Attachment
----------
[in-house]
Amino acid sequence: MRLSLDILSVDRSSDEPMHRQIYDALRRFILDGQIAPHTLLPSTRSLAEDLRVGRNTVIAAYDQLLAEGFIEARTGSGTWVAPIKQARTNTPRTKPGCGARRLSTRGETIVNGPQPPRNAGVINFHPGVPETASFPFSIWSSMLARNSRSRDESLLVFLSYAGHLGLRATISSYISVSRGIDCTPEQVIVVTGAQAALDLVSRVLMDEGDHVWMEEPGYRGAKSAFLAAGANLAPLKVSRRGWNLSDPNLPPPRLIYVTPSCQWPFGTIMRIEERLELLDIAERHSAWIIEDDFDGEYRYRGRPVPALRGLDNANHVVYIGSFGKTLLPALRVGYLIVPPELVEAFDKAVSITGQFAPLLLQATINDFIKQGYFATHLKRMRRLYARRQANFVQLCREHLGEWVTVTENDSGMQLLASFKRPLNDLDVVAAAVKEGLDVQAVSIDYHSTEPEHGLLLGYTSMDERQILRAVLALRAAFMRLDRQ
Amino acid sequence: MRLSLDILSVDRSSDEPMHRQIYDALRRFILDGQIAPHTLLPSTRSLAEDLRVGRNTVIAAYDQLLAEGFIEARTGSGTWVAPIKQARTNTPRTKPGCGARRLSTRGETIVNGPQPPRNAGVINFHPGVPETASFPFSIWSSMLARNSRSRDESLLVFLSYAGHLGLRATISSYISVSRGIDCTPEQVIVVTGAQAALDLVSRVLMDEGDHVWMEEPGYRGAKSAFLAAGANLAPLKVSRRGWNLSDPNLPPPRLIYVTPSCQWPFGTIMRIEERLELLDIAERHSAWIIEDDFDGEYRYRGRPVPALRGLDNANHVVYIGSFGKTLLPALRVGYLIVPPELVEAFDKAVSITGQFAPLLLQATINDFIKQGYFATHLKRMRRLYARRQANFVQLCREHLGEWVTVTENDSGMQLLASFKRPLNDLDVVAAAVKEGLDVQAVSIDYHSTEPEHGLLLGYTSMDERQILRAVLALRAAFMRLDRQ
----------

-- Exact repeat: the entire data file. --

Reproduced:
[in-house]
Amino acid sequence: MRLSLDILSVDRSSDEPMHRQIYDALRRFILDGQIAPHTLLPSTRSLAEDLRVGRNTVIAAYDQLLAEGFIEARTGSGTWVAPIKQARTNTPRTKPGCGARRLSTRGETIVNGPQPPRNAGVINFHPGVPETASFPFSIWSSMLARNSRSRDESLLVFLSYAGHLGLRATISSYISVSRGIDCTPEQVIVVTGAQAALDLVSRVLMDEGDHVWMEEPGYRGAKSAFLAAGANLAPLKVSRRGWNLSDPNLPPPRLIYVTPSCQWPFGTIMRIEERLELLDIAERHSAWIIEDDFDGEYRYRGRPVPALRGLDNANHVVYIGSFGKTLLPALRVGYLIVPPELVEAFDKAVSITGQFAPLLLQATINDFIKQGYFATHLKRMRRLYARRQANFVQLCREHLGEWVTVTENDSGMQLLASFKRPLNDLDVVAAAVKEGLDVQAVSIDYHSTEPEHGLLLGYTSMDERQILRAVLALRAAFMRLDRQ
Amino acid sequence: MRLSLDILSVDRSSDEPMHRQIYDALRRFILDGQIAPHTLLPSTRSLAEDLRVGRNTVIAAYDQLLAEGFIEARTGSGTWVAPIKQARTNTPRTKPGCGARRLSTRGETIVNGPQPPRNAGVINFHPGVPETASFPFSIWSSMLARNSRSRDESLLVFLSYAGHLGLRATISSYISVSRGIDCTPEQVIVVTGAQAALDLVSRVLMDEGDHVWMEEPGYRGAKSAFLAAGANLAPLKVSRRGWNLSDPNLPPPRLIYVTPSCQWPFGTIMRIEERLELLDIAERHSAWIIEDDFDGEYRYRGRPVPALRGLDNANHVVYIGSFGKTLLPALRVGYLIVPPELVEAFDKAVSITGQFAPLLLQATINDFIKQGYFATHLKRMRRLYARRQANFVQLCREHLGEWVTVTENDSGMQLLASFKRPLNDLDVVAAAVKEGLDVQAVSIDYHSTEPEHGLLLGYTSMDERQILRAVLALRAAFMRLDRQ